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'Hell On Earth' In Syria's Long-Running War46:58
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This photo released on Friday, Feb. 23, 2018 provided by the Syrian Civil Defense group known as the White Helmets, shows members of the Syrian Civil Defense group carrying a man who was wounded during airstrikes and shelling by Syrian government forces, in Ghouta, a suburb of Damascus, Syria. Syrian government warplanes supported by Russia continued their relentless bombardment of the rebel-controlled eastern suburbs of Damascus for a sixth day Friday, killing five people, opposition activists and a war monitor reported. The death toll from the past week climbed to more than 400. (Syrian Civil Defense White Helmets via AP)MoreCloseclosemore
This photo released on Friday, Feb. 23, 2018 provided by the Syrian Civil Defense group known as the White Helmets, shows members of the Syrian Civil Defense group carrying a man who was wounded during airstrikes and shelling by Syrian government forces, in Ghouta, a suburb of Damascus, Syria. Syrian government warplanes supported by Russia continued their relentless bombardment of the rebel-controlled eastern suburbs of Damascus for a sixth day Friday, killing five people, opposition activists and a war monitor reported. The death toll from the past week climbed to more than 400. (Syrian Civil Defense White Helmets via AP)

The U.N. has demanded a ceasefire in Syria, but the fighting hasn’t ceased. On Tuesday, we looked at why — and how the major players, from Syria to Turkey to the U.S., are trying to control land and influence in the war’s endgame.

We also discussed the humanitarian crisis in Ghouta, Syria, where violence and shelling is continuing despite efforts to stop the bloodshed — and chemical attacks, which in the past have been blamed on Syrian government forces.

Here are some highlights from our guests:

“It’s truly nightmarish,” Liz Sly, the Washington bureau chief for the Washington Post, said of the situation in Ghouta. “The head of the U.N. called it hell on Earth.”

Sly on chemical attacks in Ghouta: “I notice a lot of allegations that the rebels were firing chlorine at themselves But the U.N. has done a lot of investigations and they always point back at the Assad regime.”

Dr. Jad Salem, a Syrian doctor and board member of the Union of Medical Care and Relief Organizations, joined us from Dubai and likened the situation in Ghouta to the 1995 Srebrenica massacre in Bosnia, when 8,000 Muslims were killed, prompting international action.

“It's kind of a modern ethnic cleansing,” Salem said. “Now we can call it ideological cleansing with state terrorism be exercised against those civilians.”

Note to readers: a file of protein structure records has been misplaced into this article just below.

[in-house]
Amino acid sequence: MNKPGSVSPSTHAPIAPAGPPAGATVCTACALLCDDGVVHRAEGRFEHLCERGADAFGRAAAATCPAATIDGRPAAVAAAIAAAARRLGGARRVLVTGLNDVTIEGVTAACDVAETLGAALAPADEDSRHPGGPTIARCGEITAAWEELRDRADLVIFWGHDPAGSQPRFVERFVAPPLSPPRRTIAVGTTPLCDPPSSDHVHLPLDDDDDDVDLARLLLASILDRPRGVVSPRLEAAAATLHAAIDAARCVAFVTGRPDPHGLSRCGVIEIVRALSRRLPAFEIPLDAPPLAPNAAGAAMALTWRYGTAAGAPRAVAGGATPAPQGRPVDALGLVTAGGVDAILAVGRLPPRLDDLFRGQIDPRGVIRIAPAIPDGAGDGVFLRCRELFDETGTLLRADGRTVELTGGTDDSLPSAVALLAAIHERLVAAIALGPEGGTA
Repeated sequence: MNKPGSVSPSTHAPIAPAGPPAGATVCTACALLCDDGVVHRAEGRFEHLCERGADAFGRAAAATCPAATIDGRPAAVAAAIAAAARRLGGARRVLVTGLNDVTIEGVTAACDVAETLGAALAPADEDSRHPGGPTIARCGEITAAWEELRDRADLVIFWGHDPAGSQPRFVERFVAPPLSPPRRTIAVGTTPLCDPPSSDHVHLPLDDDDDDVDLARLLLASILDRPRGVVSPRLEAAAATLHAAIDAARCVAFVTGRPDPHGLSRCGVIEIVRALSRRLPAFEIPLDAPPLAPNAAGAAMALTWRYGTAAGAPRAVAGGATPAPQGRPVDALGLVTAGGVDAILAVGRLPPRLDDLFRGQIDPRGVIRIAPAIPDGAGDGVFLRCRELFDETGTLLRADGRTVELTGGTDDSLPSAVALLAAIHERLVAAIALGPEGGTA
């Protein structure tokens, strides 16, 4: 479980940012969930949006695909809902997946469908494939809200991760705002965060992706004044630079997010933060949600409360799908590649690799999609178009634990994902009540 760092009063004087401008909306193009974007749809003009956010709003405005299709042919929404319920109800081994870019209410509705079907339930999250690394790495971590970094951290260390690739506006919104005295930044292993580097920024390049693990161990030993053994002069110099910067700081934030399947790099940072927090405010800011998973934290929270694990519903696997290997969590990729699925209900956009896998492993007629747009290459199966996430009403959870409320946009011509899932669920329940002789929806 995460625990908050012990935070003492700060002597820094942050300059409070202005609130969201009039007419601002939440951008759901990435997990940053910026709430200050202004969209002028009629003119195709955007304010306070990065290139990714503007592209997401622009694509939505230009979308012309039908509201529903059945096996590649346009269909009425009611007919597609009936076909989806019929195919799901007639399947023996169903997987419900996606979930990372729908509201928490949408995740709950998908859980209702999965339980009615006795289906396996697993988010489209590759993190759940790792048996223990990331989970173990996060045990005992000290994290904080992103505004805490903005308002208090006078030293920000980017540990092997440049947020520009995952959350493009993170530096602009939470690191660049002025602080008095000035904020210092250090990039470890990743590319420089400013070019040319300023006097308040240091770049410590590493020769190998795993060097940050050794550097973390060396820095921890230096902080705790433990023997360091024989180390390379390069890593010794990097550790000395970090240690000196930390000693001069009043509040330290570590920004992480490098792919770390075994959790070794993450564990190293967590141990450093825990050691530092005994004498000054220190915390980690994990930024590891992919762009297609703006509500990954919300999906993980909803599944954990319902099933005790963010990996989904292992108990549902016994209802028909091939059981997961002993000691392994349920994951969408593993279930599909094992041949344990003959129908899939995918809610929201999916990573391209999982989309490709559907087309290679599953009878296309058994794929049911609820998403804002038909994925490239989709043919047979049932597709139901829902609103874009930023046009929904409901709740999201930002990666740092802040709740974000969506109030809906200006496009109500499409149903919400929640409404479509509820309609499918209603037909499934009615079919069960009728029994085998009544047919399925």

Noah Bonsey, senior analyst at the International Crisis Group: "It’s fair to say the US policy options in Syria were never good and never easy, and they’ve gotten steadily worse and harder as the war has gone on.”

Ambassador Frederic Hoff, Atlantic Council's Rafik Hariri Center for the Middle East: “I think what what Russian President Vladimir Putin has wanted out of Syria more than anything else is his ability to turn to the Russian electorate his constituents back home and say, look, I've been able to save Bashar al-Assad, of all people, from an alleged American regime change campaign through the region. Pay no attention to corruption in Russia, pay no attention to a failing economy. Pay no attention to a kleptocracy. This is exhibit A of Russia's return to the world stage as a great power.”

Guests:

Liz Sly, Beirut bureau chief for the Washington Post. (@LizSly)

Ambassador Frederic Hof, director of the Atlantic Council's Rafik Hariri Center for the Middle East (@frederichof)

Noah Bonsey, International Crisis Group. (@noahbonsey)

Dr. Jad Salem, chair of media and advocacy and board member of UOSSM International, the Union of Medical Care and Relief Organizations.

From The Reading List:

Washington Post: Violence Rages Unabated In Ghouta As Syria Defies U.N. Cease-Fire Resolution — "Syrian government forces defied a new U.N. Security Council resolution calling for a cease-fire on Sunday by launching a ground offensive, sustaining their airstrikes and allegedly dropping at least one bomb laden with chlorine against a rebel-held enclave outside Damascus."

This is the hard logic of the cruel, cruel war in Syria: As government and probably Russian jets drop bombs and chlorine gas on civilians now in a Damascus suburb; when US jets attacked and killed dozens of Russian troops earlier this month. What you’re seeing is the players carving up the country, and killing as many civilians as it takes to do it. This hour, On Point: The bloodletting and the humanitarian catastrophe in Syria. --Jane Clayson

This program aired on February 27, 2018.

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